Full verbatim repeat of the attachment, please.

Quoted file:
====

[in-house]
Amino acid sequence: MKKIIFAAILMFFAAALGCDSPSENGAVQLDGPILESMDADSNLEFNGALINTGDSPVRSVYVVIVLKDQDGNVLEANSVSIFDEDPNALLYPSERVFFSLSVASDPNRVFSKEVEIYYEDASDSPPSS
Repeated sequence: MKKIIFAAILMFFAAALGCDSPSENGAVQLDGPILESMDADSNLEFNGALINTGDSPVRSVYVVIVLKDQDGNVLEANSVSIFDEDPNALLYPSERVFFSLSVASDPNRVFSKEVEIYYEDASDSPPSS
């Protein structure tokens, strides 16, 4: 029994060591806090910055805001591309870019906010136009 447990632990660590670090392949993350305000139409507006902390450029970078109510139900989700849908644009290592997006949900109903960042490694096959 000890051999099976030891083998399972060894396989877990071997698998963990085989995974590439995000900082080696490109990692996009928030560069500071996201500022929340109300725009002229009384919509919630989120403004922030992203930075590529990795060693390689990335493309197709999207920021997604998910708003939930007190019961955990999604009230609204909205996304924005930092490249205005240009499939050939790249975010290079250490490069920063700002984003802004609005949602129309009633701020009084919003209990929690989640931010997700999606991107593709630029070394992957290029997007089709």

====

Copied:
[in-house]
Amino acid sequence: MKKIIFAAILMFFAAALGCDSPSENGAVQLDGPILESMDADSNLEFNGALINTGDSPVRSVYVVIVLKDQDGNVLEANSVSIFDEDPNALLYPSERVFFSLSVASDPNRVFSKEVEIYYEDASDSPPSS
Repeated sequence: MKKIIFAAILMFFAAALGCDSPSENGAVQLDGPILESMDADSNLEFNGALINTGDSPVRSVYVVIVLKDQDGNVLEANSVSIFDEDPNALLYPSERVFFSLSVASDPNRVFSKEVEIYYEDASDSPPSS
């Protein structure tokens, strides 16, 4: 029994060591806090910055805001591309870019906010136009 447990632990660590670090392949993350305000139409507006902390450029970078109510139900989700849908644009290592997006949900109903960042490694096959 000890051999099976030891083998399972060894396989877990071997698998963990085989995974590439995000900082080696490109990692996009928030560069500071996201500022929340109300725009002229009384919509919630989120403004922030992203930075590529990795060693390689990335493309197709999207920021997604998910708003939930007190019961955990999604009230609204909205996304924005930092490249205005240009499939050939790249975010290079250490490069920063700002984003802004609005949602129309009633701020009084919003209990929690989640931010997700999606991107593709630029070394992957290029997007089709």